Kenyan tourism companies that attended the just-ended South Africa’s travel marketing platform Travel Indaba have faulted the government’s decision to stay away this year.
Travel agents said they pay high rates to participate when Kenya Tourism Board (KTB) fails to attend, a situation that saw all tour operators miss the Durban event that started on Monday and ran for three days.
Patrick Maina Kamanga, a travel agent based in Mombasa, said tour operators knew early that KTB was not going to show up. “No tour operator was at Indaba this year; they knew KTB was not coming here”.
Private players said various costs are at commercial rates, almost double the discounted rates negotiated country-to-country. Air fare, meals and accommodation, and show stands, Hillary Langat, a tours manager with Hemingways Expeditions, said are some of the key expenditures at travel fairs.
For instance, he said Hemingways paid 1,900 pounds for a stand which would be at half price under the KTB cover.
“It was a poor show that KTB did not participate. If they can’t come to such a meeting of many hosted buyers, then what else are they doing?” he asked, adding that on the flip side, the small number of Kenyan firms was a blessing in disguise as he clinched many deals.
It was also difficult playing the government role, Mr Kamanga said, when questions that required government response were pushed his way at the ministerial conference when the event was being launched on May 7.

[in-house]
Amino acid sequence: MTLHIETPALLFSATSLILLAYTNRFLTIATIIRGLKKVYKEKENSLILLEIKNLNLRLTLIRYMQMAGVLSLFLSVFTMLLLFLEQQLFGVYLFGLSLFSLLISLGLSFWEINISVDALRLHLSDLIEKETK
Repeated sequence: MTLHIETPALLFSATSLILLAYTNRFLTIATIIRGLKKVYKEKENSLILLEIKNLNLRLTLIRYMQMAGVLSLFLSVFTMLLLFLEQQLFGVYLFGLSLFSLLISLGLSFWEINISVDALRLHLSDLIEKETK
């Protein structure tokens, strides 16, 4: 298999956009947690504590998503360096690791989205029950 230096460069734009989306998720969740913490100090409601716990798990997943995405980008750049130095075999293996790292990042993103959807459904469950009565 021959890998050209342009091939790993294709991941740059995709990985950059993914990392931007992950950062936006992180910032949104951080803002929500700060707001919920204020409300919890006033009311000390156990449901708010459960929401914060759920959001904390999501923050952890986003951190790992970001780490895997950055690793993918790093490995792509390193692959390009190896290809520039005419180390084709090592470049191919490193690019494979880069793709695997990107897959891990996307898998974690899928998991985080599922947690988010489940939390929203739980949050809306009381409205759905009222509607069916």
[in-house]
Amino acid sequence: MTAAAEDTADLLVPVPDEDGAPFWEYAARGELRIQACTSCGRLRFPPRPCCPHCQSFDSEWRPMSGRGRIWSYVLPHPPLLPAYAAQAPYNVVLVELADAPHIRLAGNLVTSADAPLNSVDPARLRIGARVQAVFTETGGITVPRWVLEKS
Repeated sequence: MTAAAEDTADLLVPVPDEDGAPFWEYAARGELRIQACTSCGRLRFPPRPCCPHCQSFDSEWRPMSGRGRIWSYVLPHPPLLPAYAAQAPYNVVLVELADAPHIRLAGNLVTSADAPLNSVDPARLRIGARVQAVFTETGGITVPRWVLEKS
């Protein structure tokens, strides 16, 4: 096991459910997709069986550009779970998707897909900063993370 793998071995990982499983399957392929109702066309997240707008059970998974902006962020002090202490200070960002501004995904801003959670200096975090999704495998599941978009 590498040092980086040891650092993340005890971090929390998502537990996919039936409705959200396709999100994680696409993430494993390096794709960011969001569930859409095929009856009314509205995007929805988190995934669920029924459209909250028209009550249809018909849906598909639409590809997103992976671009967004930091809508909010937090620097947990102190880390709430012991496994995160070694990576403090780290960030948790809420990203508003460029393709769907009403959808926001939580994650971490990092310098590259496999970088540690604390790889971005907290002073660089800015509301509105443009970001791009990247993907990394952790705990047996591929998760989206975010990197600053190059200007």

“I was embarrassed at the ministerial conference being asked why Kenya pulled out,” Mr Kamanga said.
Mr Mulei Muia, the spokesperson of the Tourism Ministry, said this week that Kenya reconsidered its appearances in the fairs because there was no value for money. In the future, Mr Mulei said, Kenya would appear at ITB Berlin—the biggest such show in the world—”and a couple others” but ruled out presence at the World Travel Market of London, the number-two tourism marketing gathering globally.
South African Tourism CEO Sisa Ntshona played down the issue, saying other countries may be focusing on other sectors, not necessarily tourism. “It’s voluntary to attend Indaba,” he said in his wrap-up press briefing Thursday. A day earlier, he had said Kenya—one of the top five tourism countries in Africa—was always on the radar of South Africa.Back to news articles